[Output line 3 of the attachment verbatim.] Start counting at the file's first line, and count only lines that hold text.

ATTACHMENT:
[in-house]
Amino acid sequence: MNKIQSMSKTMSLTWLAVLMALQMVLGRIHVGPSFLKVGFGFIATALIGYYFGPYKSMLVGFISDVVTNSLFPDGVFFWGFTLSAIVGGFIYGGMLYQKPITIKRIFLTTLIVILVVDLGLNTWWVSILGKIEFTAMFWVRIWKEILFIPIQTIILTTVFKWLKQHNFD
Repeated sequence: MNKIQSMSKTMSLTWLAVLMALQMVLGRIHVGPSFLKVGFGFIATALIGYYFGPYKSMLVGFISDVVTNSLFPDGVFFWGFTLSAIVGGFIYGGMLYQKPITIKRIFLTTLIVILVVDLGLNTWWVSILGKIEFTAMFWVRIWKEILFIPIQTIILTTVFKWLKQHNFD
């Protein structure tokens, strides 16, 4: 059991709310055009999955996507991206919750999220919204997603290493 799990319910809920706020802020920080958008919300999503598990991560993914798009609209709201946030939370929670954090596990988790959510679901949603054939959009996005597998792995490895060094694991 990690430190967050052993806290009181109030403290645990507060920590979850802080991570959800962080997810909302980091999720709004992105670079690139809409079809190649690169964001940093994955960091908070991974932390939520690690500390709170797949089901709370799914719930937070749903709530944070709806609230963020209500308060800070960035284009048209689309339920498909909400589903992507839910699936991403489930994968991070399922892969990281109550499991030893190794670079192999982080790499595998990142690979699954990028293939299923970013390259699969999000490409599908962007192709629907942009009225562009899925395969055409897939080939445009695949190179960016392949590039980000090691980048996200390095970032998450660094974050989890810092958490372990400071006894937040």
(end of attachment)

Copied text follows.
Repeated sequence: MNKIQSMSKTMSLTWLAVLMALQMVLGRIHVGPSFLKVGFGFIATALIGYYFGPYKSMLVGFISDVVTNSLFPDGVFFWGFTLSAIVGGFIYGGMLYQKPITIKRIFLTTLIVILVVDLGLNTWWVSILGKIEFTAMFWVRIWKEILFIPIQTIILTTVFKWLKQHNFD